As Covid-19 baffles ER doctors and traditional treatments, it leaves hints for better care

Some patients “were asked to get off their cell phone because they had to be intubated,” he added. 

“He” is Marcus Schultz of Amsterdam University Medical Centers, who runs an experimental intestive care unit in the Netherlands, speaking to He also co-wrote a paper this week suggesting intensive care units are treating Covid-19 patients the wrong way, at least some of the time,

Covid-19 is a terrible disease that’s killing people in weird ways. Some people don’t even know they had it. Some die within a few days. Some think they are almost over the disease, then their health falls off a cliff and they die alone in a hospital, frustrating emergency care workers, who are flying blind trying to treat this brand-new virus using playbooks designed for other diseases.

One set of severely ill patients show up at the hospital with bizarre symptoms.  Their blood oxygen levels are so low that they shouldn’t be upright.  But somehow, they appear relatively normal, some even still able to form coherent sentences and work their cell phones.   Normal oxygen levels are between 95-100%. Some covid-19 patients fall as low as the 70s or even the 60s, exhibiting what clinicians call hypoxemia.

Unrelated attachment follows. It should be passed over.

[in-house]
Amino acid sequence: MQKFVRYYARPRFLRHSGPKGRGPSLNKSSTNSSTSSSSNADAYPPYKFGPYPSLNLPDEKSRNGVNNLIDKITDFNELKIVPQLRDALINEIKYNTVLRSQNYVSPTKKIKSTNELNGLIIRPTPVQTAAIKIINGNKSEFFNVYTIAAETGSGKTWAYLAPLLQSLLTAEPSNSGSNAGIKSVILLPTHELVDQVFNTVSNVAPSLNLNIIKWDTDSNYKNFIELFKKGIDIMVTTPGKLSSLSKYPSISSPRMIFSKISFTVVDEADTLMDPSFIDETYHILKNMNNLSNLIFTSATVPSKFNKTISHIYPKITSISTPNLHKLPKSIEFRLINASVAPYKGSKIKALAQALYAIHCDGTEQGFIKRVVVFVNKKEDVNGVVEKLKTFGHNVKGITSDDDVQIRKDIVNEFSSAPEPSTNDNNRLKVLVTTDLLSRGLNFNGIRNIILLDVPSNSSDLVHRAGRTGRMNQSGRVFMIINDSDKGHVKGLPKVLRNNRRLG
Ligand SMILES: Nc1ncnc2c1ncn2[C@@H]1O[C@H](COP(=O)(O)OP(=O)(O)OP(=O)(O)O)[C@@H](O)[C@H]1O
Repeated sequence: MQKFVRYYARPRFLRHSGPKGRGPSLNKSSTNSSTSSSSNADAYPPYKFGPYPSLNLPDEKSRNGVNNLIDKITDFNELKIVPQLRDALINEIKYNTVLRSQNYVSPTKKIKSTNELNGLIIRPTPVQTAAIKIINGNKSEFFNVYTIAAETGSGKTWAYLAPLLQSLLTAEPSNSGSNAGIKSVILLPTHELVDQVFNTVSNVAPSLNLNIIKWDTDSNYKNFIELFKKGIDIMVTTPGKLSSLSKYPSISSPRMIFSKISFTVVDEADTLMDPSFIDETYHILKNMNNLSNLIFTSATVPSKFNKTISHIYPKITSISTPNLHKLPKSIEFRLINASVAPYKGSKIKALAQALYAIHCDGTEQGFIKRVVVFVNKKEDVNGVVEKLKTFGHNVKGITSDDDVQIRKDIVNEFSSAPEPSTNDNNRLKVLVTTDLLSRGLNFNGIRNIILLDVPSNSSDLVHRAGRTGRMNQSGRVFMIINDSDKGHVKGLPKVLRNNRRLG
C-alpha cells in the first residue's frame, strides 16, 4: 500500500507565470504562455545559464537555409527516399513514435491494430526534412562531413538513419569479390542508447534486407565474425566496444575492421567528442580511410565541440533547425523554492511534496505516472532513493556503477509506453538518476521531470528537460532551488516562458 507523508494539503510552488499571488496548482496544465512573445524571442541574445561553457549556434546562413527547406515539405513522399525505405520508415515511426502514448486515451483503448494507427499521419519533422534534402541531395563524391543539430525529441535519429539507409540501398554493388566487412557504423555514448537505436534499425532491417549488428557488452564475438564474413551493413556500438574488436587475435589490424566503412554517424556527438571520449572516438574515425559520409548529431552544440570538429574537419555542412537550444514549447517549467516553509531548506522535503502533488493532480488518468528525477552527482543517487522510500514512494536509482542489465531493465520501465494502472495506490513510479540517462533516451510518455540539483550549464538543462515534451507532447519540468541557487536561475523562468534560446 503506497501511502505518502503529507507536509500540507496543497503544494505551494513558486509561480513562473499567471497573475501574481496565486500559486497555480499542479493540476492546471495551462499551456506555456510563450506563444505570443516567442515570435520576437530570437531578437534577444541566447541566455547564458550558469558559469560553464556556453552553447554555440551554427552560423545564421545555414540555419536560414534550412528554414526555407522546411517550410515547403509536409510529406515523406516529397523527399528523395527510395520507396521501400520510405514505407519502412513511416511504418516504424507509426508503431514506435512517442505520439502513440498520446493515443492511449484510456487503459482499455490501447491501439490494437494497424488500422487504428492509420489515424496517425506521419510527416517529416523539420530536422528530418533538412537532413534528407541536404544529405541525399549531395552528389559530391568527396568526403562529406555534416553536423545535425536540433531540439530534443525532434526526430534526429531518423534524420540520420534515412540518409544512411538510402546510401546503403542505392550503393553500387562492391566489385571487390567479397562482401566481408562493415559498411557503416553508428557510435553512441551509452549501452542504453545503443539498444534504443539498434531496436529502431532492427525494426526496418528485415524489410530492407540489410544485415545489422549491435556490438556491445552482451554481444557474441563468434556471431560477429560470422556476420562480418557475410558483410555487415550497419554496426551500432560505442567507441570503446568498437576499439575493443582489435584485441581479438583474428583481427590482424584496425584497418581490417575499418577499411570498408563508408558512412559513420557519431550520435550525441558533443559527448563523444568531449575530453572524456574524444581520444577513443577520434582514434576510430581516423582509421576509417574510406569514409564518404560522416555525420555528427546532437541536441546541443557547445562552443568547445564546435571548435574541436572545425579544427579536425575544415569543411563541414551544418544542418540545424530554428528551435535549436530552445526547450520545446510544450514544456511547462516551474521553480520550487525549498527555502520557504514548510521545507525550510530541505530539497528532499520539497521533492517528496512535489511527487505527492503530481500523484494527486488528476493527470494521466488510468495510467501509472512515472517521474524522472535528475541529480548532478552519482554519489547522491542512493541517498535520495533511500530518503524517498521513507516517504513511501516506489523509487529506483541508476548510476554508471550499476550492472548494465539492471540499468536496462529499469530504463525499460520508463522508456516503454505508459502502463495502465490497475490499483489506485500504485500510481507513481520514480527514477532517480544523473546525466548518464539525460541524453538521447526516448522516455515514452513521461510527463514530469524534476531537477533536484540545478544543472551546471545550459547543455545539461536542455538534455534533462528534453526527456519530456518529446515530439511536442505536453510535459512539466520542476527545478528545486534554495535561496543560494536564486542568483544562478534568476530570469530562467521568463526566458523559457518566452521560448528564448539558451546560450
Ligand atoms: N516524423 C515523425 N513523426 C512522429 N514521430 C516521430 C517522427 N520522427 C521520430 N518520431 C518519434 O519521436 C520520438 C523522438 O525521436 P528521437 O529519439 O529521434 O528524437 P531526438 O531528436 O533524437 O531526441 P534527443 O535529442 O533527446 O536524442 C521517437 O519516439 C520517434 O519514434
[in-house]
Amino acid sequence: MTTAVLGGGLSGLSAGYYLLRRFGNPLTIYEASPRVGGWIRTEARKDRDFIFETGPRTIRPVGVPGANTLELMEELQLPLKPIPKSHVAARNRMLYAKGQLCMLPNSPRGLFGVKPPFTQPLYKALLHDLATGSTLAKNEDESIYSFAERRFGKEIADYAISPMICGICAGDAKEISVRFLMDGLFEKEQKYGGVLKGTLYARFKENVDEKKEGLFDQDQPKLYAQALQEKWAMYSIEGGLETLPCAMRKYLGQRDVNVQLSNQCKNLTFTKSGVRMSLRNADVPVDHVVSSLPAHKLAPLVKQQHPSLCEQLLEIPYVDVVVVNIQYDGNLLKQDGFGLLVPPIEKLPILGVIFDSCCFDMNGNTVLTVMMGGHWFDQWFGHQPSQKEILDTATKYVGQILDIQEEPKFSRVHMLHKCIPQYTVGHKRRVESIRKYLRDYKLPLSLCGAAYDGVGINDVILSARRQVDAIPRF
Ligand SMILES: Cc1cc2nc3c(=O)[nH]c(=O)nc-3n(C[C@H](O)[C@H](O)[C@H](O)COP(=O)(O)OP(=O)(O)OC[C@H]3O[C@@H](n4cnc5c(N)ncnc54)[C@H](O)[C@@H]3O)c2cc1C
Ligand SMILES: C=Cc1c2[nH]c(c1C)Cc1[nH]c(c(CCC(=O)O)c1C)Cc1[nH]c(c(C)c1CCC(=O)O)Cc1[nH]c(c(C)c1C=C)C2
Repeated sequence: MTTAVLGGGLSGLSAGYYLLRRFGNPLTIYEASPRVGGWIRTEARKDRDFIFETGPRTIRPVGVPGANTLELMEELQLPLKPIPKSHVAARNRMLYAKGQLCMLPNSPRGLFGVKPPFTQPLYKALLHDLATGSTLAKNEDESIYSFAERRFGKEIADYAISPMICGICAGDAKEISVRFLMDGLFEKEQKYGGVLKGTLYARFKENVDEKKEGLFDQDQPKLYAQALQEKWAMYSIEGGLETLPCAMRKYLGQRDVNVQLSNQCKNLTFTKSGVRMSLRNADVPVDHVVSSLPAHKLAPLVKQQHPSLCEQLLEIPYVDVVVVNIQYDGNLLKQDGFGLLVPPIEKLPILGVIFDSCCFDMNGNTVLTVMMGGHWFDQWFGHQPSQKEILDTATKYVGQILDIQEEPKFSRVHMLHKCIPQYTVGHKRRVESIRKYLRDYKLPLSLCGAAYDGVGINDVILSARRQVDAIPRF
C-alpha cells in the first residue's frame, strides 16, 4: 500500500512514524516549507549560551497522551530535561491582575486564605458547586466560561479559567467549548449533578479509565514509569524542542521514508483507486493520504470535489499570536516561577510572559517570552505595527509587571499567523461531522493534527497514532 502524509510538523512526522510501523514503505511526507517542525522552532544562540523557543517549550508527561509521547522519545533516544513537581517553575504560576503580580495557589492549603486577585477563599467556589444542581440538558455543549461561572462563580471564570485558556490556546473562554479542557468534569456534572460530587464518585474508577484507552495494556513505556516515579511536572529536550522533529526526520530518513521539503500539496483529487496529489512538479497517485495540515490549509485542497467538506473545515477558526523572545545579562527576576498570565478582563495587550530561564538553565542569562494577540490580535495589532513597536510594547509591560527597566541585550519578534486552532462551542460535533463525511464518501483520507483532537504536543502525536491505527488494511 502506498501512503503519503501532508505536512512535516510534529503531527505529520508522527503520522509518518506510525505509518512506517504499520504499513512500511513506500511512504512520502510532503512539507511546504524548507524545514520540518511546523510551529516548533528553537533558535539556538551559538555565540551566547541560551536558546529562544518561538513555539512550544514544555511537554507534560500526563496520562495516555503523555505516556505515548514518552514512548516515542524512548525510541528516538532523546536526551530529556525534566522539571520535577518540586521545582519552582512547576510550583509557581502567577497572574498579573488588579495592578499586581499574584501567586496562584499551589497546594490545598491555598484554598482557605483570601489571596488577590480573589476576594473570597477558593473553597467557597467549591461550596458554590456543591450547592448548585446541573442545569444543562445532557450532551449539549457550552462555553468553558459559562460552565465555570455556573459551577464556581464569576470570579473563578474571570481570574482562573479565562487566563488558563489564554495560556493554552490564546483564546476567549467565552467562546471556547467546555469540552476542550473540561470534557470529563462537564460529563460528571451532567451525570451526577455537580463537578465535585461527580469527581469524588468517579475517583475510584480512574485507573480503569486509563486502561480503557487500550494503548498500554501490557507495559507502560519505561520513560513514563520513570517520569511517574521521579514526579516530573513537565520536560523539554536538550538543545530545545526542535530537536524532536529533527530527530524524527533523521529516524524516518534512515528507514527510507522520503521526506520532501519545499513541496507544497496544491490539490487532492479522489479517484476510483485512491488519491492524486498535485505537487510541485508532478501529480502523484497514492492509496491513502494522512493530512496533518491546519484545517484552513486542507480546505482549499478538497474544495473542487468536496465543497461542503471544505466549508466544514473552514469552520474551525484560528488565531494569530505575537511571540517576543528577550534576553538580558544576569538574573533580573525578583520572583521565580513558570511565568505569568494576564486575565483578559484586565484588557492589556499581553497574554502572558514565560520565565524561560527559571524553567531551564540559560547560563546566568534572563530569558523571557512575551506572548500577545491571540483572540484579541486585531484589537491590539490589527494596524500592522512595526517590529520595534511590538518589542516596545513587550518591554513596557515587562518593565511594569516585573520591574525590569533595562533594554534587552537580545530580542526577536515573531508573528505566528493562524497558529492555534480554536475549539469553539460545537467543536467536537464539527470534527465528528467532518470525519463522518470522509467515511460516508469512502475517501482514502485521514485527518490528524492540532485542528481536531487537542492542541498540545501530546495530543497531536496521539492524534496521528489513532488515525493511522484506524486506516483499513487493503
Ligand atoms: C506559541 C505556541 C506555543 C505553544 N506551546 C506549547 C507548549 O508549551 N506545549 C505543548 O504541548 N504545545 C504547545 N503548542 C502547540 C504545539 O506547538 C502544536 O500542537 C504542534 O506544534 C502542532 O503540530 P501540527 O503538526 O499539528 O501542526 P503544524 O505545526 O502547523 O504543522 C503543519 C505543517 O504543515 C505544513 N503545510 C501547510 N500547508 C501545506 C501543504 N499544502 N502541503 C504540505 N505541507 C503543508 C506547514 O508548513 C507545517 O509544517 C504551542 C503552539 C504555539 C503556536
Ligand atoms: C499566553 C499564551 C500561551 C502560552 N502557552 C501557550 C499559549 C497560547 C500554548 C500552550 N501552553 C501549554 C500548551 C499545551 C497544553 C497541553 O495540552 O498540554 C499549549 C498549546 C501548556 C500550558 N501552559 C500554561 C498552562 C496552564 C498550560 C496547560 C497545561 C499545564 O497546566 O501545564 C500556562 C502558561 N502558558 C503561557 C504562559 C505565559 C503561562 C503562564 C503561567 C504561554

Long-trusted medical protocols call for intubating patients — putting them on a ventilator — when oxygen levels fall so low.  Outcomes for intubated patients are not good, however, and even those who survive often face long-term complications.  For weeks now, some front-line doctors have been suggesting alternative routes, such as the use of CPAP sleep-aiding machines, or even supplemental oxygen delivered through the nose, rather than intubation.

I’ve resisted writing about this until now, because there is great danger in generalizing any front-line anecdote about Covid-19.  But there’s a research paper discussing the issue now, and the National Institutes of Heath recommends high-flow nasal cannula — oxygen through the nose — as one step in treatment for Covid-19 patients with acute hypoxemic respiratory failure.

How can patients with such low blood oxygen levels seem otherwise normal? That’s an issue of deep inquiry. One explanation is that unlike other forms of respiratory ailments that lead to hypoxia, Covid-19 patients’ lungs don’t stiffen right away, so they are still able to expel carbon dioxide, and victims feel short of breath, at least not right away. Dr. Richard Levitan calls this “silent hypoxia” in his New York Times opinion piece.

You can find many doctors and outlets recommending use of tricked-out CPAP machines to gently force air into the lungs of a Covid-19 patient, rather than the more invasive intubation process — or at least CPAPs should be one additional step along the treatment continuum.